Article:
Labour is pretty aptly named; it can definitely feel like work. While every birth is unique, most women will agree it takes a good deal of endurance to work through their labour and give birth to their baby.
It’s not surprising then, that many women and providers would seek to make labour as short as possible, while still maintaining a safe birth experience.
One method that is thought to speed up labour is an amniotomy.
An amniotomy is when a small crochet hook-like instrument is used to rupture the bag of waters, known as the amniotic sac. The thought process is that the hormones released when this occurs might encourage labour to progress faster. Once the waters break, the baby might also move down a bit and possibly put more pressure on the cervix.
With those two effects in mind, amniotomy became a routine procedure in many birthing facilities in several countries. Instead of being reserved for situations where a baby needed to be born quickly, for medical reasons, it became routine practice, in the hope of speeding up labour for women who went into labour spontaneously.
But is it effective in speeding up labour? Are there any risks to performing an amniotomy?
Does Breaking The Waters Really Shorten Labour?
While routine amniotomy was quite common, there wasn’t a lot of evidence to support carrying it out for all labouring women. In fact, evidence shows it doesn’t shorten the first stage of labour.
A new Cochrane review of 15 studies found no evidence to support routine amniotomy to shorten labour for women who begin labour spontaneously. Neither is there any evidence that a shorter labour has health benefits for mother and baby.
The review involved a total of 5583 women and it concluded that routine amniotomy isn’t an evidence-based procedure.
One important thing that wasn’t addressed in any of these studies is whether or not amniotomy increased labour pain for women – something that many labouring women might want to know before consenting to an intervention.
Are There Potential Complications With An Amniotomy?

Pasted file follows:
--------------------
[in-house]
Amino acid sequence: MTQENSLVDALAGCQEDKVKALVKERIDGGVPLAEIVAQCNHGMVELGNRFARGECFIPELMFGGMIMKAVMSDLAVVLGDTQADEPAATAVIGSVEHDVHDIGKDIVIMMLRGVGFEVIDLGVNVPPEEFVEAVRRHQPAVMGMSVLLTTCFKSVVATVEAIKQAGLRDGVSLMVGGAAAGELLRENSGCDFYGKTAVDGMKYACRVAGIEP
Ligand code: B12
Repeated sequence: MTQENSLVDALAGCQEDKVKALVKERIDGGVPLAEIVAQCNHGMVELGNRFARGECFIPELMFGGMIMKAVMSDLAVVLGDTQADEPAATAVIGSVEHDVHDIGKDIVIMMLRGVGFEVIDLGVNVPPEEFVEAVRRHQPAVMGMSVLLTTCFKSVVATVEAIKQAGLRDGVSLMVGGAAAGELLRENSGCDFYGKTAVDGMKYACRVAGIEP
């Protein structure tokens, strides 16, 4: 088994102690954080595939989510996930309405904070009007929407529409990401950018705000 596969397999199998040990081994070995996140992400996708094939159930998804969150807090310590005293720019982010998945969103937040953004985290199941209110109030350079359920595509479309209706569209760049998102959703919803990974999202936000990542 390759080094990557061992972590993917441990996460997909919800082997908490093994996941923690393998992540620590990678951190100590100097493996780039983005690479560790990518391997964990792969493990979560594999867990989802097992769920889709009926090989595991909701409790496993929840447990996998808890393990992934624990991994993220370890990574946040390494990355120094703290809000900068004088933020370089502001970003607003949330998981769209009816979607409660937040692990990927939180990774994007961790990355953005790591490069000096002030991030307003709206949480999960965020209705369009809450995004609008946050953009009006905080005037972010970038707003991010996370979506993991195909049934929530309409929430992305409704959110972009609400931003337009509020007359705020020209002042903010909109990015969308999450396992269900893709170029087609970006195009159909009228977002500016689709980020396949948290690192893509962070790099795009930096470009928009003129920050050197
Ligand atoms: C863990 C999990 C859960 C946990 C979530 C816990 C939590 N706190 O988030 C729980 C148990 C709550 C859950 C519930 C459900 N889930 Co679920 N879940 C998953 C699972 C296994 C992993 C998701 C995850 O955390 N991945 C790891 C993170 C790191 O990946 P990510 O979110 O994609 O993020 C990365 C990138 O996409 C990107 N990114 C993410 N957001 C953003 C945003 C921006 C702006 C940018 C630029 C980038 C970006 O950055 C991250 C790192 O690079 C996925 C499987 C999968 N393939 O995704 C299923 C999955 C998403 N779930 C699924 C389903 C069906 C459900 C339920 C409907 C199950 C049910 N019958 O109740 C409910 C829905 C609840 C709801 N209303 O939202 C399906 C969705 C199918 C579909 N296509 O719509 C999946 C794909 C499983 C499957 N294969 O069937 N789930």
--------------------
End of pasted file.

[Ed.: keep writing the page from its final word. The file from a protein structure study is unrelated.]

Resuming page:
Every intervention has potential complications (risks). If a procedure is medically necessary, then the benefit of the procedure outweighs potential risks.
While rare, there are some serious potential complications associated with amniotomy. They include problems with the umbilical cord, such as a cord prolapse, or problems with baby’s heart rate.
If, for example, an assisted vaginal birth is needed because a baby is showing signs of distress, and an amniotomy becomes necessary, then the benefit is likely to outweigh possible risks. However, given there isn’t evidence to support routine amniotomy, in your particular situation it’s important to weigh up potential risks when deciding whether there are any benefits in choosing to have an amniotomy.
Does A Routine Amniotomy Increase The Risk Of C-Section?
The review of 15 studies found a possible increased risk of c-section birth when routine amniotomy is performed.
If there is a problem with baby’s heart rate, or with the umbilical cord, it’s likely that a c-section will be necessary. Having membranes ruptured can also increase the risk of infection. For this reason, many facilities have a time frame from when the waters break to when baby must be born, in the hope of reducing the risk of infection. If birth doesn’t occur vaginally within the time frame, a c-section may be performed.
A spontaneous rupture of membranes with minimal vaginal exams might carry less risk of infection than an amniotomy. In the case of an amniotomy, an object or the provider’s hand could introduce bacteria or push it toward the cervix and potentially increase the risk of infection.
Recommendations, procedures and birth norms definitely change over time. One advantage of recent changes in birth is that many professionals and labouring women now try to make evidence-based recommendations and choices. From this most recent Cochrane review, we can conclude that there isn’t evidence to support routine amniotomy.